Since the Hamilton Class Cutters are already considered old, these are my suggestions...
Our naval designers and engineers should look at it as a prototype. Correct all design flaws, incorporate new design/construction upgrades then build the new and final ship class in our shipyards.
however, i do not believe that such an upgrade will happen to whatever hamilton class cutter we wind up with. based on what i've gathered from everyone's posts, i think the big picture on the hamilton acquisition is this:
1. the americans are looking to bolster a bulwark against the increasing military might of china. in southeast asia, the philippines is one of the few nations that is strategically placed that could act in that capacity. however, the chinese are known to be overly sensative to even the littlest of actions. any open assistance may be interpreted as a provocation. thus the objective for the americans would be to increase an ally's military capabilities, but do so very quietly. not to mention that there may be other concessions involved (oil rights, etc.)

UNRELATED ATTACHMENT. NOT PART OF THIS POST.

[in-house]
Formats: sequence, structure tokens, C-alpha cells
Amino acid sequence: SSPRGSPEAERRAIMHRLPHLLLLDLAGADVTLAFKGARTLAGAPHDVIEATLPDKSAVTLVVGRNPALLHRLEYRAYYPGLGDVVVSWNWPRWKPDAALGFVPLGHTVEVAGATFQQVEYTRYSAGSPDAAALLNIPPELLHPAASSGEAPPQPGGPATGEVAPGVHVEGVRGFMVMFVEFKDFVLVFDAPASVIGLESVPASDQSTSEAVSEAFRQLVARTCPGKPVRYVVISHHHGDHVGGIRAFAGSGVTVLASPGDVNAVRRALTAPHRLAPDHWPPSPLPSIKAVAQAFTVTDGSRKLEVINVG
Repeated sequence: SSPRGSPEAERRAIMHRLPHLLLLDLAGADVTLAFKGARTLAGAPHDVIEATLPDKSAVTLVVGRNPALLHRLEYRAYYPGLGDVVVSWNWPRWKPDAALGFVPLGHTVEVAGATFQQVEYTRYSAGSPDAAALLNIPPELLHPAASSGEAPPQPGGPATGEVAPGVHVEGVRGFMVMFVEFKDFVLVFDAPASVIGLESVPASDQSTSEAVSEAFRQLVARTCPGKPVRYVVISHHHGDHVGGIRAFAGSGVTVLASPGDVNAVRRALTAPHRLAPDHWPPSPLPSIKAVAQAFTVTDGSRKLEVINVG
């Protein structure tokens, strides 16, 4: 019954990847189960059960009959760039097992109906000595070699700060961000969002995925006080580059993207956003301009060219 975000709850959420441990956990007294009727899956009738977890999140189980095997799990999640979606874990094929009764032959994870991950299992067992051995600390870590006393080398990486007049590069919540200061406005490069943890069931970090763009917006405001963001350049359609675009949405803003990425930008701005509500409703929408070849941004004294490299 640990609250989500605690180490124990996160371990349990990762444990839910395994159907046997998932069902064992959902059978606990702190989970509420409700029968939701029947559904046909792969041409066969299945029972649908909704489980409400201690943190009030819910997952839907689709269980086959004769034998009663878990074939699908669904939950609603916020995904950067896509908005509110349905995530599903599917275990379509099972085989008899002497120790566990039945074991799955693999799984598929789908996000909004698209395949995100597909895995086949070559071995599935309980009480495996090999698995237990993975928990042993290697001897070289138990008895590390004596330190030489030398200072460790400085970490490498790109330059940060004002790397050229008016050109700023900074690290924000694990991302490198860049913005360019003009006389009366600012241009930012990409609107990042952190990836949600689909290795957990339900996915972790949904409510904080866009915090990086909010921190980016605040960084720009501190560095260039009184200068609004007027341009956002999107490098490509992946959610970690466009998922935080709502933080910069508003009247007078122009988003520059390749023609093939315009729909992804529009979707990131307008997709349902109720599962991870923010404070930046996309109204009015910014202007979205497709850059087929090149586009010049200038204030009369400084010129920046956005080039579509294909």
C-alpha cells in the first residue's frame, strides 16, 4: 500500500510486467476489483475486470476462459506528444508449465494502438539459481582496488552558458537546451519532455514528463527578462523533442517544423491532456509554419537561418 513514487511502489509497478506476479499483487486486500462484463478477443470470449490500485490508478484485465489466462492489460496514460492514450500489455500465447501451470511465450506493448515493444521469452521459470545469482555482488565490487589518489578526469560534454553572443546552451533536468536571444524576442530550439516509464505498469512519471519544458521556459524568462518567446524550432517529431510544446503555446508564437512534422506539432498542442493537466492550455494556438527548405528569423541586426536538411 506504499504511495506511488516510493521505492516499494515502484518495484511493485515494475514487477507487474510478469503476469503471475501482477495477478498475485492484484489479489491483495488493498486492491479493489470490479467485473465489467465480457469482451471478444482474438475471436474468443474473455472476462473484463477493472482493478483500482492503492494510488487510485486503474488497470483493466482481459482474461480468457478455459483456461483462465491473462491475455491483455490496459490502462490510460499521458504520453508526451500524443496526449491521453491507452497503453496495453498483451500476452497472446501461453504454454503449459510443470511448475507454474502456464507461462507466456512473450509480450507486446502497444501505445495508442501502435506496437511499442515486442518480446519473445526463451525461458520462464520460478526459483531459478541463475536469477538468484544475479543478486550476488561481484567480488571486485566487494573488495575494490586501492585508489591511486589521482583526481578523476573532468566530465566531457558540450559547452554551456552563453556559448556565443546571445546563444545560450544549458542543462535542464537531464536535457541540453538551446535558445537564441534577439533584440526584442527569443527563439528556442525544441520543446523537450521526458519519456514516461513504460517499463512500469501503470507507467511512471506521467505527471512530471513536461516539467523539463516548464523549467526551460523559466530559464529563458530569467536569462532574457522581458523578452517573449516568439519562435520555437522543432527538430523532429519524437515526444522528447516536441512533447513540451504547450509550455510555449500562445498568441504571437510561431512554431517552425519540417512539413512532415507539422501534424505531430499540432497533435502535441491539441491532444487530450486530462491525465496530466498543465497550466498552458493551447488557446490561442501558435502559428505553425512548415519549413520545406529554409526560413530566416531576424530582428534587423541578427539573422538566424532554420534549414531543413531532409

2. giving a 40 year old coast guard cutter to the philippine navy would serve that purpose. it would bolster the philippine navy capabilitywise in that the ship has more modern weapons (having undergone SLEP in the 1990's) and with its extended range, allowing longer range patrols.
3. the ship does not currently possess anti ship missiles. such a weapons system would attract the attention of the chinese. this may also be a reason for removing the hamilton's ciws systems.
4. for the philippines, it is an opportunity to gain an additional more modern unit. it creates a capability for longer extended range operations. it would also give the pn an air capability afloat. in demonstrating that the pn is capable of operating such a unit (not to mention pay for the ship's operating costs), it may the prelude to further ship acquisitions (either additional hamilton class cutters, or even a perry class frigate -- which now no longer carries its forward missile launcher).
4. if, as some have speculated, up to 3 hamilton class cutters may be transferred, a 4th unit could be transferred for use as spares to maintain the other 3. acquisition of a spare unit may be useful for study by local shipbuilding companies for possible production of indigenously produced naval vessels.